Any event is better than no event, right? Wrong, wrong, wrong. As with most things in business, it takes money to do the job right. A poorly planned or executed event tells the world your company is bad at planning and lousy at execution. A cheap or boring event tells the world that you're running out of money or out of ideas.

I once worked in a huge computer company that decided to scale down their annual user event -- the "schmooze the customer" sort of thing -- because they'd had a bad year. The customers who came immediately sensed the air of cost-saving desperation, which definitely did not help the company pull out of its tailspin.

It would have been better to simply cancel the event (and come up with a plausible reason) than throw a lackluster event that confirmed everyone's suspicions.

Invite enough guests.

While an overcrowded event isn't a good thing, it's a heck of a lot better than a poorly attended one. The last thing you want is for your guests to think nobody cared enough to attend. Aim for "critical mass," where there are slightly more guests than the venue might comfortably hold.

Keep speeches to a minimum.

Events are conferences. They're all about entertaining and showing off; they're not about communicating information. If you must say something, make it short and sweet -- a maximum of three points.

Remember the KPMG event I told you about? Guess how many speeches there were. Nada. The message was imbedded in the event itself.

Do something different.

When it comes to events, people have a good memory. If you repeat what you did last year, it tells people you were too lazy and unimaginative to come up with something new. You want to surprise and exceed people's expectations.

This does not mean, however, that you need to keep spending more money. But it does mean that if you did a sci-fi theme last year, you should be thinking about, say, a Bollywood theme this year.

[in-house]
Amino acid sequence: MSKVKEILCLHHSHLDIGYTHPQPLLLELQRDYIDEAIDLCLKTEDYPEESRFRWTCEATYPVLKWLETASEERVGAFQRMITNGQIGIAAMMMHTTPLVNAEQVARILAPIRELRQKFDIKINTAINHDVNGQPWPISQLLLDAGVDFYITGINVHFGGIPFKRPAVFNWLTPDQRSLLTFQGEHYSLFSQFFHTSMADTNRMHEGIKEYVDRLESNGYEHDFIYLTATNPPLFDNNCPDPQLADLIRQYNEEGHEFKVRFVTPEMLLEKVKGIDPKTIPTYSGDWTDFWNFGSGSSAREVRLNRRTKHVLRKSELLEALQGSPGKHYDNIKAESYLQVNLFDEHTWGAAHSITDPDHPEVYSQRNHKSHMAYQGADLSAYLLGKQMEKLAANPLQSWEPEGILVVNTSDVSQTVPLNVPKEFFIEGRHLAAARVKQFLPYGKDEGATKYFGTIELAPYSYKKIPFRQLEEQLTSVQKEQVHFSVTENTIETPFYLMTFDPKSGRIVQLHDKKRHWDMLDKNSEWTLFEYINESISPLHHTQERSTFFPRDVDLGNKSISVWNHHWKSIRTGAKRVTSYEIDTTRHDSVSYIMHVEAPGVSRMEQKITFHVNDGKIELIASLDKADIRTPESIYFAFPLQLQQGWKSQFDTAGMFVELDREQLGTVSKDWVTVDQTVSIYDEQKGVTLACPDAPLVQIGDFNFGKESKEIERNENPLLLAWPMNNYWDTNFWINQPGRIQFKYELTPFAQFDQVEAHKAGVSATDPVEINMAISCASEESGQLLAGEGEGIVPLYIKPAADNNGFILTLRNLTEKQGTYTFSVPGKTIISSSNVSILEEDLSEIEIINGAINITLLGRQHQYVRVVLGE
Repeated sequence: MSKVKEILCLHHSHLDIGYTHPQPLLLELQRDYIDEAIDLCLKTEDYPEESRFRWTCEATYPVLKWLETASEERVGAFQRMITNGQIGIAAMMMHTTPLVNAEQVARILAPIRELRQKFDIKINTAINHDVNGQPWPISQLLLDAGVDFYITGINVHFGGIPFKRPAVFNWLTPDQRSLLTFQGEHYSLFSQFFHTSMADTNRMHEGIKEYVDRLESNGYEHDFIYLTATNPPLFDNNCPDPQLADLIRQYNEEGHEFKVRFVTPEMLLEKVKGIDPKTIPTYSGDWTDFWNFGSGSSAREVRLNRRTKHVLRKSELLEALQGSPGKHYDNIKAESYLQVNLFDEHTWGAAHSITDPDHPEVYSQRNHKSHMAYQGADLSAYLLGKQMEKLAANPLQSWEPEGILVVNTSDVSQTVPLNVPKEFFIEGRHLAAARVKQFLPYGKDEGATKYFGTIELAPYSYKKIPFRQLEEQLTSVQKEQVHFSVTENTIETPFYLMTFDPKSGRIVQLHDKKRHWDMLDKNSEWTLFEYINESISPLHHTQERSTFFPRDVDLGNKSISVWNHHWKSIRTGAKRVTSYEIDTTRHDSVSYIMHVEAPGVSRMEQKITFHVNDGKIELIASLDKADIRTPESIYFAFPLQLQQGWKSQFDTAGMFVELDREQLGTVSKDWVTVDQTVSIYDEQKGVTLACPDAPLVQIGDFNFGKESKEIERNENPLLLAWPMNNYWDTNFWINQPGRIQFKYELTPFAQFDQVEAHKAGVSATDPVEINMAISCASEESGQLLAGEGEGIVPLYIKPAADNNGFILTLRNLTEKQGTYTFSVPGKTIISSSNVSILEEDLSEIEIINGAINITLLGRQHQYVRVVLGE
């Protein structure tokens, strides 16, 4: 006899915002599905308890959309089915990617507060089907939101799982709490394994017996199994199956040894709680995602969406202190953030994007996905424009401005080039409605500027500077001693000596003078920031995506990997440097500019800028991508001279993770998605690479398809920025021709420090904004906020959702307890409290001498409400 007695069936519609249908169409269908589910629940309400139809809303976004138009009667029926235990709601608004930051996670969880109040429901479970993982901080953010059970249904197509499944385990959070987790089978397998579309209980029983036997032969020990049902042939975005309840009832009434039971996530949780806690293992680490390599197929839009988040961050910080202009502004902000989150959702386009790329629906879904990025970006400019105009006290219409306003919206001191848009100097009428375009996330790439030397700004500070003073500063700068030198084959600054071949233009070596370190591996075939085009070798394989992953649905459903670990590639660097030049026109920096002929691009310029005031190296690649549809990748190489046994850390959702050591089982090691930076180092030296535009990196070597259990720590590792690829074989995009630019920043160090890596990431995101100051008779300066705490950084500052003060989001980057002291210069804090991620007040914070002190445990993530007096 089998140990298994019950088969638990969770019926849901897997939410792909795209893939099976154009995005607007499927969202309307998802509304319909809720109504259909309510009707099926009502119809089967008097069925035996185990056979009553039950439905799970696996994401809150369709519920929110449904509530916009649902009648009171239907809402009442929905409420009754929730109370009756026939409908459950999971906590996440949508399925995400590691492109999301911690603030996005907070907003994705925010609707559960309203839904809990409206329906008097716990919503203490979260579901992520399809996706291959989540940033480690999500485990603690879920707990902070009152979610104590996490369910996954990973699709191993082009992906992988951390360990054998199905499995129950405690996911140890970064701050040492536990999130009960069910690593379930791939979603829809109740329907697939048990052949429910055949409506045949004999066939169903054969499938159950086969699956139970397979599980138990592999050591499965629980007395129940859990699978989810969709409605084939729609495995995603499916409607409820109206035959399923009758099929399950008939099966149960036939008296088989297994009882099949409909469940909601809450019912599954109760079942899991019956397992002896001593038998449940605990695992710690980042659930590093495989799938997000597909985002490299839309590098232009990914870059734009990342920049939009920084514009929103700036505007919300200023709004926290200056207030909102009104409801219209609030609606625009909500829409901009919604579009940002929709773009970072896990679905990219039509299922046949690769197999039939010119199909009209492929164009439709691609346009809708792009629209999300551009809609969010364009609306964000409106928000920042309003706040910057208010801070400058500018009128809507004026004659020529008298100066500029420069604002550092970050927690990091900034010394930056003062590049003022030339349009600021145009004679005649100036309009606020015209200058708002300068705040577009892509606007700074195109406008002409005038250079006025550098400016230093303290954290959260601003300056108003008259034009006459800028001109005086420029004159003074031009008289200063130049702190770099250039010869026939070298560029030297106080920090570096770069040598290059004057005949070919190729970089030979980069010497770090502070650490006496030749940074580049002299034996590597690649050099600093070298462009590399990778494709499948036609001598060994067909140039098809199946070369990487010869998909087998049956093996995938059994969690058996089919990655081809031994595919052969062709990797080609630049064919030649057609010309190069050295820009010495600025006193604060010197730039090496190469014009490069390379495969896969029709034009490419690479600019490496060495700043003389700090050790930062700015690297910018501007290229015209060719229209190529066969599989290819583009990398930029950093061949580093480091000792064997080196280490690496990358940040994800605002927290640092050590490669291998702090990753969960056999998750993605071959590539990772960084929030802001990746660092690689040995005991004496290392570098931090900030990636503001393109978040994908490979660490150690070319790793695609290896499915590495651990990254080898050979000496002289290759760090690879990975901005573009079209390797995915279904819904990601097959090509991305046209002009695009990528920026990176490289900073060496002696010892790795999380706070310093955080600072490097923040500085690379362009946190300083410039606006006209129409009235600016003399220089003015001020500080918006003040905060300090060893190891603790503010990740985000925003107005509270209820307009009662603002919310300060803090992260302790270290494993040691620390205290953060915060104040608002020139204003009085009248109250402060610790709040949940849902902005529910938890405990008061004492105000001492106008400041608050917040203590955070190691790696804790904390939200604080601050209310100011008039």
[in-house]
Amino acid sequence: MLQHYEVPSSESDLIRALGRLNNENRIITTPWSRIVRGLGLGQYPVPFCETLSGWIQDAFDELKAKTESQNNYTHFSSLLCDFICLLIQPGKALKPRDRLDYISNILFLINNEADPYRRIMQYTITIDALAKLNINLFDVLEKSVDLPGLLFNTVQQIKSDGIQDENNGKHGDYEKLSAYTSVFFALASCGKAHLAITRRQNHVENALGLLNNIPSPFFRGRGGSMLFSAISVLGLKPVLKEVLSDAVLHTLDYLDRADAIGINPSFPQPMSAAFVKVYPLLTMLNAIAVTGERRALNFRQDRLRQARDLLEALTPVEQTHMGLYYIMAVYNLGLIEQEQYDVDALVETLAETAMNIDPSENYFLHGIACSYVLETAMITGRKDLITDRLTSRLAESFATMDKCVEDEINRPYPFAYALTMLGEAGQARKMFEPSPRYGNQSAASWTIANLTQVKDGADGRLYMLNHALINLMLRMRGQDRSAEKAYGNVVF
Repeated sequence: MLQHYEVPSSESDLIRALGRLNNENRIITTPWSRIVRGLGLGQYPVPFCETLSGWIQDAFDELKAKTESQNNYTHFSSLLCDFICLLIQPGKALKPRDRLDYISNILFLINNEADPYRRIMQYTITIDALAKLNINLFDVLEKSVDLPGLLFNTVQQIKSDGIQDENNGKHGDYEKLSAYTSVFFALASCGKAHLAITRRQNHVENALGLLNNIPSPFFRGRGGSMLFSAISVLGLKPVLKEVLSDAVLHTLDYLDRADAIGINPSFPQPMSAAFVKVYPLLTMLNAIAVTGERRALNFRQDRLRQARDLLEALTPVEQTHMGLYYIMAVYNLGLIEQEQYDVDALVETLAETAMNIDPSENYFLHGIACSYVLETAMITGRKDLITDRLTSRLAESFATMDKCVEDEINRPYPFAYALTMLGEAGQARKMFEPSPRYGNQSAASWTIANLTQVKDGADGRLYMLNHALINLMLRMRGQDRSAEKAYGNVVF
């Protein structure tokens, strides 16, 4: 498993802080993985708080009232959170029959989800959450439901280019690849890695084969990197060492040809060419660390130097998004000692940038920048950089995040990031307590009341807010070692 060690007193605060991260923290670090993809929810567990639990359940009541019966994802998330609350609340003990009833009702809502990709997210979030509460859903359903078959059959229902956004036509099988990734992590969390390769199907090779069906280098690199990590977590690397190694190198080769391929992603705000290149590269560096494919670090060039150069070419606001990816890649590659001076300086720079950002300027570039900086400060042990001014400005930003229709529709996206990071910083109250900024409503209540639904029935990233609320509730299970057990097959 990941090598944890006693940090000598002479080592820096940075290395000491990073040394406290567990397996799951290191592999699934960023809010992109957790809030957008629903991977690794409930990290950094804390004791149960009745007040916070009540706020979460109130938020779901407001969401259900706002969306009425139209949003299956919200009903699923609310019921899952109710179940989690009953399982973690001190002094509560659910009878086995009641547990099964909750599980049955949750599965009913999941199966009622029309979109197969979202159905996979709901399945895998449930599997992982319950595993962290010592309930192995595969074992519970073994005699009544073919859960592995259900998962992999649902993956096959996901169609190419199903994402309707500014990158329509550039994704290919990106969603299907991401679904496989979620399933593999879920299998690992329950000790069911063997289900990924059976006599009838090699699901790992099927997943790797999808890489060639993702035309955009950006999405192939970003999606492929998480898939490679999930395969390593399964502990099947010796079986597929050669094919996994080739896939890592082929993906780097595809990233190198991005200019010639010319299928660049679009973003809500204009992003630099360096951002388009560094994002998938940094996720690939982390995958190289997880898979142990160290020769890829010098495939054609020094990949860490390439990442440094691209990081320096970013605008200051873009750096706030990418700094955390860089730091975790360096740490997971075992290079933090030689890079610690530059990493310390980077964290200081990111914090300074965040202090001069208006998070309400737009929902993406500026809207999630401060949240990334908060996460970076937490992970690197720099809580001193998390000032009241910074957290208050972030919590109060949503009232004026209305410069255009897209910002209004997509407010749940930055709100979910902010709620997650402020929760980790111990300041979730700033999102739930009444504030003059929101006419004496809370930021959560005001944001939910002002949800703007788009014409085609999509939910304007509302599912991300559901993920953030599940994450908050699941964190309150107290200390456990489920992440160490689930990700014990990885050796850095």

8. Have a WOW moment.

Event crowds are hard to impress. Unless you come up with a WOW moment, your event will be quickly forgotten. More importantly, science has shown that only events that have this "WOW factor" actually build brand equity.

Since I can count on two fingers the number of times I've been truly wowed at a corporate event, I asked for some examples from Javier Velarde, executive producer for Triton Productions, a company that plans and executes high-end events for high tech and media firms. (Full disclosure: he's a former client.) 

Here are his suggestions:

  • A surprise keynote speaker. We recently had the Navy Seal who fired the shots that killed Osama Bin Laden.
  • A surprise performer. We had the rapper Pitbull perform at the after-party for a Turner Broadcasting event.
  • A military stunt. We've had F16s perform a flyover for a tennis tournament finals event. While this is sometimes done at football events, it had never been done for a tennis event.
  • A high-tech stunt.  We had a 3-D hologram of a CEO appear on stage. Similarly, for a Turner event, we had the top executive enter the stage by flying and rappelling over the audience.

Enjoy yourself.

One of the main reasons for doing a thorough job of planning and having a team that can execute the plan is that, on the day of the event, you're free to enjoy the party.